Trading on Hope

In Indonesia small farmers and plantation owners burn forests to clear land for cash crops—resulting in the highest rate of deforestation in the world. In the documentary The Burning Season, Australia-based filmmaker Cathy Henkel explores one controversial approach—a form of carbon trading—to saving these forests and slowing climate change. Becky Garrison, author of The New Atheist Crusaders and Their Unholy Grail, spoke with Henkel at the 2009 Tribeca Film Festival in New York City.

What compelled you to do this film?
In 2006 there were really big fires that stretched across Southeast Asia. I had just seen An Inconvenient Truth and knew these fires couldn’t be good for the planet. Then I heard that the orangutan population in Indonesia was facing extinction as a result of these fires. So, I started asking questions.
What inspired you to follow entrepreneur Dorjee Sun?
I just happened to meet him at a Christmas party in 2006 and told him about my idea for a film. He called me in January and said, “I think I have a solution to the problem of those forest fires in Indonesia.” I thought he was either a genius or a lunatic.
When did you realize that he might be on to something?
Audiences have noted there’s a sense in the beginning of the film that Dorjee could be a bit of a carpetbagger or a shark. But when I saw Dorjee in Bali convince the governors of three Indonesian provinces to sign over all their forests to his company [in order to preserve them by selling their carbon sequestration ability as credits to big carbon emitters], I knew he was onto something.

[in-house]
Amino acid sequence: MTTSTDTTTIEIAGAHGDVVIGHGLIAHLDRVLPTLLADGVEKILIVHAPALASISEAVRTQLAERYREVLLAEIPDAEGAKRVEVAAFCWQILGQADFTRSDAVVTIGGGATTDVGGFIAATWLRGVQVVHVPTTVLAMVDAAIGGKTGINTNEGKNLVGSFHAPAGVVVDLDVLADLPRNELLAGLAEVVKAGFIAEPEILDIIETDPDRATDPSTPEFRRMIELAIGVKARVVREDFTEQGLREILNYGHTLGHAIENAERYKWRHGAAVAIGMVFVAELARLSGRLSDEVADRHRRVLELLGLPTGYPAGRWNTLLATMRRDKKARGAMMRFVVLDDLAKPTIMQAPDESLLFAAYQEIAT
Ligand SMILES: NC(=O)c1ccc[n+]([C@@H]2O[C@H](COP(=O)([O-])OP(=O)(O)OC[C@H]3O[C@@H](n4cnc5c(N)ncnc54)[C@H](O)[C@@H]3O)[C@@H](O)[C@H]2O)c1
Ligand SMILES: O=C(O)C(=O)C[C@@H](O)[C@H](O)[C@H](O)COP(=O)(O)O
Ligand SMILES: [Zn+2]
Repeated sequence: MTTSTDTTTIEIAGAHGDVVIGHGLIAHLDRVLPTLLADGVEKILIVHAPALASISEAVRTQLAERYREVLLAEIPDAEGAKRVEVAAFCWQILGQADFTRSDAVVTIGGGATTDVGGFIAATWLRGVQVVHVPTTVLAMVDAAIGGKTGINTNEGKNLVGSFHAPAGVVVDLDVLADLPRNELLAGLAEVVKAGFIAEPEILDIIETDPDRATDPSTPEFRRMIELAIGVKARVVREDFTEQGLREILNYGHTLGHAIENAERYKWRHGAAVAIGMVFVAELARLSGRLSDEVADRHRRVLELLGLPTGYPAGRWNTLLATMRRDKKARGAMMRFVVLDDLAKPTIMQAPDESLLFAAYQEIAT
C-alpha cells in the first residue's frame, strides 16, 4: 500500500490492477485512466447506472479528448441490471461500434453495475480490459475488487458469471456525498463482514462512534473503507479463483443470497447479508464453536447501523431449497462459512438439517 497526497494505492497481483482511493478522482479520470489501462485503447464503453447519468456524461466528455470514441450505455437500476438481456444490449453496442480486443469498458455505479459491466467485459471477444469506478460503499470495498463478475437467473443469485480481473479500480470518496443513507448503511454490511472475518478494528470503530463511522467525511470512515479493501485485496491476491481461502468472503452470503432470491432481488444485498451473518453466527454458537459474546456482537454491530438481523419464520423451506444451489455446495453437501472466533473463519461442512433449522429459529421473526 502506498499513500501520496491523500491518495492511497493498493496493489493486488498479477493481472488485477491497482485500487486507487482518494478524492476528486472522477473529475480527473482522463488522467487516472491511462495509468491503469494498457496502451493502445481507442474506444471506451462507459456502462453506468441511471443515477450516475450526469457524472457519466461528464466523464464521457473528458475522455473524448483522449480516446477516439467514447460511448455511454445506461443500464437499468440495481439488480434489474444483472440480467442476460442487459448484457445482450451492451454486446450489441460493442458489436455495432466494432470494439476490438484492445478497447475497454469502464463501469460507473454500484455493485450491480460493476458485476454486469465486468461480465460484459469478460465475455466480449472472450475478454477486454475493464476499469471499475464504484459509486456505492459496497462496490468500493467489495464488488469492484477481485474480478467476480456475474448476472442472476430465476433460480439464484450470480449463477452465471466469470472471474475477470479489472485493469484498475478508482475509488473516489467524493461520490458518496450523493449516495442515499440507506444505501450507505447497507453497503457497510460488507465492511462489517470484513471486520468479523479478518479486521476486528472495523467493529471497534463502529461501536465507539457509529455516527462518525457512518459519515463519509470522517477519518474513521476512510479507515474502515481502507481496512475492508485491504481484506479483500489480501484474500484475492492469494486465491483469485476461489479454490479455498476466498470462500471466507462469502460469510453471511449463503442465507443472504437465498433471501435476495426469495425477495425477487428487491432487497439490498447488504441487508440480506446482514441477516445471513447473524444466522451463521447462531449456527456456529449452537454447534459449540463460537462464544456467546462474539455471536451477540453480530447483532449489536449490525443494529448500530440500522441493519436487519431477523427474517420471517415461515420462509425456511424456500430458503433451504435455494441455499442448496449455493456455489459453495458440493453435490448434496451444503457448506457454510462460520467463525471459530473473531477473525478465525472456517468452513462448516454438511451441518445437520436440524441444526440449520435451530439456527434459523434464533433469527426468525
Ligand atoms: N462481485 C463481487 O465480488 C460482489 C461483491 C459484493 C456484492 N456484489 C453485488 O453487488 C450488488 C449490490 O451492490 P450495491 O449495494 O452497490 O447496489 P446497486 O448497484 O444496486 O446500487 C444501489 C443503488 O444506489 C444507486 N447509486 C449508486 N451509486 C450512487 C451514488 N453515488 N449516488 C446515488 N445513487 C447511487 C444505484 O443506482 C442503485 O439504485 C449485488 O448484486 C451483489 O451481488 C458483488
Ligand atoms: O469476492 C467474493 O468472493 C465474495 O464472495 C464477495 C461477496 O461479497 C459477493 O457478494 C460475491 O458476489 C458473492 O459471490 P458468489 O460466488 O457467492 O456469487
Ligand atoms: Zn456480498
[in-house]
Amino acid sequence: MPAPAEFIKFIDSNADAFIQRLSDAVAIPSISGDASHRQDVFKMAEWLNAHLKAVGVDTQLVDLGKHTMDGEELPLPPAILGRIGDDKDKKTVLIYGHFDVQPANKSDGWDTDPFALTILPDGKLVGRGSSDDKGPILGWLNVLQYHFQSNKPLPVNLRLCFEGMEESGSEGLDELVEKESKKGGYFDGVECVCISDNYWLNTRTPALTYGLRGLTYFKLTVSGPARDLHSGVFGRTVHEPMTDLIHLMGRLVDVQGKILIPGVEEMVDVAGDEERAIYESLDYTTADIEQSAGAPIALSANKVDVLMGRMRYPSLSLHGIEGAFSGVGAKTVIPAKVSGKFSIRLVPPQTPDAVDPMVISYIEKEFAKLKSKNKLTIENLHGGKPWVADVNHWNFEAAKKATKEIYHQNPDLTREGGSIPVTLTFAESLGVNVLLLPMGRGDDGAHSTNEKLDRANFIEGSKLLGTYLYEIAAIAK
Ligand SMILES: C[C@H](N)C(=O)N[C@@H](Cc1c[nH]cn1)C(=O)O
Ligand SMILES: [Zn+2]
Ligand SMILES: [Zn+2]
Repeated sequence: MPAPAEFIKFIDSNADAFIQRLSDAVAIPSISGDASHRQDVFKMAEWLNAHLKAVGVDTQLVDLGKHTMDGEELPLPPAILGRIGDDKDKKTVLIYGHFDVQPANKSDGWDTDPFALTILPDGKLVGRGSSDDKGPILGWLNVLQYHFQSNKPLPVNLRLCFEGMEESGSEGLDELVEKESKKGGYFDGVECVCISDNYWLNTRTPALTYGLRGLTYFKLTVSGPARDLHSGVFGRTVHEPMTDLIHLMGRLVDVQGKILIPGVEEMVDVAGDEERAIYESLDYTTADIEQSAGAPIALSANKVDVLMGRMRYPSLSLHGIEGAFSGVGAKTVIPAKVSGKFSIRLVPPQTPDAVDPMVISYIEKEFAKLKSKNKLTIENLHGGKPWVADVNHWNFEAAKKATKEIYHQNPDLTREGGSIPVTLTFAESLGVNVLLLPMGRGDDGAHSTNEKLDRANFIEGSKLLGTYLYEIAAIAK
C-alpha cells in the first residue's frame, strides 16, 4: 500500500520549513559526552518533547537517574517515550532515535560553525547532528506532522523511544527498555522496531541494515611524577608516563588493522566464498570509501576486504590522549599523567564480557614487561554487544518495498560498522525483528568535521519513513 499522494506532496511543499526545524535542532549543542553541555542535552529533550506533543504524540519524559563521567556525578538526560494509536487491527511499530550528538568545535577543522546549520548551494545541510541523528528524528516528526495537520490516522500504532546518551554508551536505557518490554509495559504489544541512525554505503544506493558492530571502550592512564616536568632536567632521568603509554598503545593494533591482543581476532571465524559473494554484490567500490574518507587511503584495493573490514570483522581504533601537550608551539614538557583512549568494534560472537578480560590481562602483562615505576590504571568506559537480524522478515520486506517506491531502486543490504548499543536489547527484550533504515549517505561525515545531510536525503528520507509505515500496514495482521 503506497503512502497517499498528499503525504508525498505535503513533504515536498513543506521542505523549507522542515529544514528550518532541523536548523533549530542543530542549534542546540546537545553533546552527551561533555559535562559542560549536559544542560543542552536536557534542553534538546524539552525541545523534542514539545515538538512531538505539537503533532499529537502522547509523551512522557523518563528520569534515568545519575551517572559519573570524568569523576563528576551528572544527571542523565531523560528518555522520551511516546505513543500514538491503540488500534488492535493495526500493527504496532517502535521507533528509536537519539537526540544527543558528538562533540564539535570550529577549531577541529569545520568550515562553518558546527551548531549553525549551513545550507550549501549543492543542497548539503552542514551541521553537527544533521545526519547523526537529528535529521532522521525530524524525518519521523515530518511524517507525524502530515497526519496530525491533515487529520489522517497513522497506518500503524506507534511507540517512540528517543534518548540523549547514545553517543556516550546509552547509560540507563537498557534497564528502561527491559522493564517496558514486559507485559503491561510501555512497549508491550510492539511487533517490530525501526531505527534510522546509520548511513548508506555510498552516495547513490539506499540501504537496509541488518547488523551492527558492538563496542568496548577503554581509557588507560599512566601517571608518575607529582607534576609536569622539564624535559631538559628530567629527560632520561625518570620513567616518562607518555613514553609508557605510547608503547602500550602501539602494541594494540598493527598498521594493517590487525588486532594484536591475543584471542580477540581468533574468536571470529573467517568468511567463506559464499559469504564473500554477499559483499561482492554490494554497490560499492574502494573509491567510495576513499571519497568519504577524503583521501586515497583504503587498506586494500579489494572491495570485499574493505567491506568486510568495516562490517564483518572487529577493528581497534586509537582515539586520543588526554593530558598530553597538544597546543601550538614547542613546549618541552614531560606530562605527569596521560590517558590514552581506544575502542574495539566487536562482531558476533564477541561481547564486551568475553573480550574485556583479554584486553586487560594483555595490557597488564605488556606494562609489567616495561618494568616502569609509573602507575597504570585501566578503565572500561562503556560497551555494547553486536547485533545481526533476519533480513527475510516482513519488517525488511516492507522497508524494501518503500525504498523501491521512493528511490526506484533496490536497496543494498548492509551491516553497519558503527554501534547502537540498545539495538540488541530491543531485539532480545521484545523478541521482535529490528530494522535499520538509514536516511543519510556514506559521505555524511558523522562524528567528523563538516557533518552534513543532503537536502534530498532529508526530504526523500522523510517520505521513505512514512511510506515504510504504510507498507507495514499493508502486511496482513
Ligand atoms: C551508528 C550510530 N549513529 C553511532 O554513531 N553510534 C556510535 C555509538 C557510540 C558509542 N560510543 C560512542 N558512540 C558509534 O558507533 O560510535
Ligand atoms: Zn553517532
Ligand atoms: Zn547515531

How did you choose to focus on “carbon trading”?
Dorjee’s scheme was the first and the freshest that I had heard of, so I just followed him. What I learned is, regardless of whether Dorjee makes money or not, the money raised from these carbon trading deals will go to protect the forests and the people who live in these areas and protect their livelihood. Maybe carbon trading isn’t a perfect method, but if this can prevent the forests from being chopped down now, that’s a good thing.
Why did you choose to profile Achmadi, who is an indigenous farmer?
We needed to personalize the story. He’s a farmer who is relying on the palm oil industry. He needs to chop down the trees and burn them in order to feed his family and put his daughter through school. When I started filming, the farmers didn’t have an awareness that the fires were contributing to climate change. Their argument was that they’re just the small farmers—it’s the big companies you should blame. But there are millions of small farmers.
What role did the Indonesian government play in the climate change debate?
The awareness in the government was quite low. When the Bali U.N. Climate Change conference was coming, suddenly the government leaders were told “no burning” because they didn’t want big smoke in the air while they’re hosting a climate conference. That caused some awareness that there needs to be a change. While it is illegal to burn forests, until there’s a political will and a way to make more money by preserving the forest than cutting it down and burning it, nothing is going to change.
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